With just about two months left before Parliament moves into recess on August 10, pressure is mounting for the passage of new telecoms legislations that will pave the way for new players to enter the market.
Already, one of the two mobile companies on the local scene, Digicel Guyana, is preparing to launch a wide array of services including landlines and high-speed 4G services.
Digicel’s Chief Executive Officer, Gregory Dean, is not discounting his company offering packaged services that would include internet, landline and even cable television.
However, Digicel’s entry into the market with additional services hinges on new telecoms legislations which have been sitting in a Special Select Committee of the National Assembly since 2012.
The passage of the Telecommunication Bill will break the two decades stranglehold of international calls and landline services held by the Guyana Telephone and Telegraph Company (GT&T).
Speaking with the media on Friday, Dean made it clear that his company is confident that the Bill, which faced months of delays amidst ongoing high-level negotiations involving stakeholders, will be passed.
Digicel, he said, has made no secret of its intentions to also compete in the market with international calls and improved data services.
It is expected that current high prices for internet access and other related services would dip with new players entering. Several new housing schemes have been complaining about the long wait for telephone services, a popular, cheaper prerequisite for internet connection.
Given the demand in Guyana, the Digicel boss said, the delay in bringing the 4G network to Guyana has been more than disappointing, as ultimately it is the customers with their smart phones and tablets who are unable to fully utilize the possibilities.
“We want to go beyond being a mere mobile operator.”
The faster 4G in simple language means that Digicel customers will be able to access data at 14 times the current speed. It will allow for almost seamless viewing of You-Tube videos.
Last month, top executives of Digicel including owner, Denis O’Brien, met with President Donald Ramotar, signaling readiness to invest millions in new technologies.
According to the CEO, when Digicel initially entered Guyana, the focus was on opening the market to allow it to also compete with international calls.
However, new high-end phones and other devices offering possibilities, have seen Digicel eager to enter what was previously uncharted territory.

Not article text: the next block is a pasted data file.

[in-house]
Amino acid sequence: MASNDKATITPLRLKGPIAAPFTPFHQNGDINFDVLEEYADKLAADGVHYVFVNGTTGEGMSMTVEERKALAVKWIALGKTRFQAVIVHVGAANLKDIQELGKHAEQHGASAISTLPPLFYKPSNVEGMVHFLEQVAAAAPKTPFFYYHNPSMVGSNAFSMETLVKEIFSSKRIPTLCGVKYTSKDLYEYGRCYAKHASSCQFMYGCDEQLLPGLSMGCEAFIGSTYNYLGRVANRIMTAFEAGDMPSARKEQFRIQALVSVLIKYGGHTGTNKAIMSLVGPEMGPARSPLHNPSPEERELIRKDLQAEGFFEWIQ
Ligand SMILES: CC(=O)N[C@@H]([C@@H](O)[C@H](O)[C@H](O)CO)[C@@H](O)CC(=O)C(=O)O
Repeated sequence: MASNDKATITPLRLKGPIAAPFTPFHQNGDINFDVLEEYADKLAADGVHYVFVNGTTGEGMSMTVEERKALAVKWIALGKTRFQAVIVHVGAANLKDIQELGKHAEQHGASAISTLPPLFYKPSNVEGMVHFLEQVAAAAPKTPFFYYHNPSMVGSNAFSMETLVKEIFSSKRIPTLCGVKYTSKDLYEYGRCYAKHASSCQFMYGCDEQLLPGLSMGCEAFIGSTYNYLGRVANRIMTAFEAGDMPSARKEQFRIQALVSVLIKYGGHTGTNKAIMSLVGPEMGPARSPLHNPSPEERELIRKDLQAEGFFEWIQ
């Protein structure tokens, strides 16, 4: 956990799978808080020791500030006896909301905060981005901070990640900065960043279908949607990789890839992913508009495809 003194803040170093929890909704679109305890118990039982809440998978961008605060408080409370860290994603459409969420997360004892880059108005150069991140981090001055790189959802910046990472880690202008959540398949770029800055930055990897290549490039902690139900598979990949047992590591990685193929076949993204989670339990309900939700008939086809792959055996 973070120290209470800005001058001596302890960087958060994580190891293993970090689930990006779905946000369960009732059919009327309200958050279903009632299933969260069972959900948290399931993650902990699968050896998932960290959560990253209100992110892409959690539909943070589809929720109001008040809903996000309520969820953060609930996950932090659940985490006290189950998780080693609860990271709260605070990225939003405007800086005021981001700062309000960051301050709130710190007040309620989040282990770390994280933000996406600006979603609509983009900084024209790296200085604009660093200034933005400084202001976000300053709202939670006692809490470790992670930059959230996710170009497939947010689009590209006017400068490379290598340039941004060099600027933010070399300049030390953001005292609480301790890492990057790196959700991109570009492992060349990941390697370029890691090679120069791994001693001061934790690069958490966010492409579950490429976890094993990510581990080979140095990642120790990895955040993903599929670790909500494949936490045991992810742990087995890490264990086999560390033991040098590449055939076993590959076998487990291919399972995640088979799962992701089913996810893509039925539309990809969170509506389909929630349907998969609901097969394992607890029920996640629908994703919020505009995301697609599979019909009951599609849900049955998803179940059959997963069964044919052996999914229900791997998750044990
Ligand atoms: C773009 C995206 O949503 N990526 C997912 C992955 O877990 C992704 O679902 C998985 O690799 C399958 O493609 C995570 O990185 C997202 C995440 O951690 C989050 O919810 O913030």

A recently released study of the Inter-American Development Bank placed Guyana at the bottom of the region in terms of internet speed, yet one of the most expensive.
“Digicel is more than happy to compete with anyone. It can only benefit Guyana in terms of service and price.”
Dean believes that his company can rollout the services in as little as year, in a market considered an important one for the group.
Since its entry into the Guyana market in 2007, Digicel has sunk US$70M in network and data services.
However, though it has managed to move its population coverage to 96 per cent, up from 70 per cent, it is only managing to cover a mere 14 per cent because of the terrain. The size of the country has been a major challenge in expanding to remote areas, Dean disclosed.
However, Digicel is not daunted. The coming of the Linden/Lethem Road will ease the mobilization challenges.
Already, the company has reached remote locations in the North West District, like Baramita, Arakaka and also Eteringbang.
According to the official, Digicel is aware of the fact that only a depressing five per cent of the population has access to broadband services.
This places Guyana at a severe disadvantage in terms of moving apace with the rest of the world.
Questioned whether Guyana should follow suit with Jamaica and India in putting its spectrum up for auction, Dean believes that ultimately the country should benefit. Whether it is an annual payment or a one-off payment, the spectrum, he agreed, is a valuable resource.
“At the end of the day, we are confident that the legislations will be passed shortly, before the Parliamentary recess, and that Digicel will continue to fulfill its mandate.”
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